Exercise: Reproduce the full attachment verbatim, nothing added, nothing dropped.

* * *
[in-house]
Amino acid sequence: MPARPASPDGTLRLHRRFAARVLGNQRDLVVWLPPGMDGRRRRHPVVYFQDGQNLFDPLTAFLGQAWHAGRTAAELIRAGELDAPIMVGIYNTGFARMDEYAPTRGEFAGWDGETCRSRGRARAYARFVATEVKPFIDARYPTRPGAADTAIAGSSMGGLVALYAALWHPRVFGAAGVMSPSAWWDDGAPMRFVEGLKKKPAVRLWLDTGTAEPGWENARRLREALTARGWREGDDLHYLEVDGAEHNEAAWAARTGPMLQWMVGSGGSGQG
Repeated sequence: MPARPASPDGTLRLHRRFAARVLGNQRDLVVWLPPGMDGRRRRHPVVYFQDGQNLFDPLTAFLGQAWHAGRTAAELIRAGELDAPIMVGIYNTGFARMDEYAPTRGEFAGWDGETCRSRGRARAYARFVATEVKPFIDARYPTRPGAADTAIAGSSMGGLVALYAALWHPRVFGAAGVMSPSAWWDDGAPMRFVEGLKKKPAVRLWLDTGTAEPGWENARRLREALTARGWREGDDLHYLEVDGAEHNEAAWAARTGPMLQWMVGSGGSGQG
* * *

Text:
[in-house]
Amino acid sequence: MPARPASPDGTLRLHRRFAARVLGNQRDLVVWLPPGMDGRRRRHPVVYFQDGQNLFDPLTAFLGQAWHAGRTAAELIRAGELDAPIMVGIYNTGFARMDEYAPTRGEFAGWDGETCRSRGRARAYARFVATEVKPFIDARYPTRPGAADTAIAGSSMGGLVALYAALWHPRVFGAAGVMSPSAWWDDGAPMRFVEGLKKKPAVRLWLDTGTAEPGWENARRLREALTARGWREGDDLHYLEVDGAEHNEAAWAARTGPMLQWMVGSGGSGQG
Repeated sequence: MPARPASPDGTLRLHRRFAARVLGNQRDLVVWLPPGMDGRRRRHPVVYFQDGQNLFDPLTAFLGQAWHAGRTAAELIRAGELDAPIMVGIYNTGFARMDEYAPTRGEFAGWDGETCRSRGRARAYARFVATEVKPFIDARYPTRPGAADTAIAGSSMGGLVALYAALWHPRVFGAAGVMSPSAWWDDGAPMRFVEGLKKKPAVRLWLDTGTAEPGWENARRLREALTARGWREGDDLHYLEVDGAEHNEAAWAARTGPMLQWMVGSGGSGQG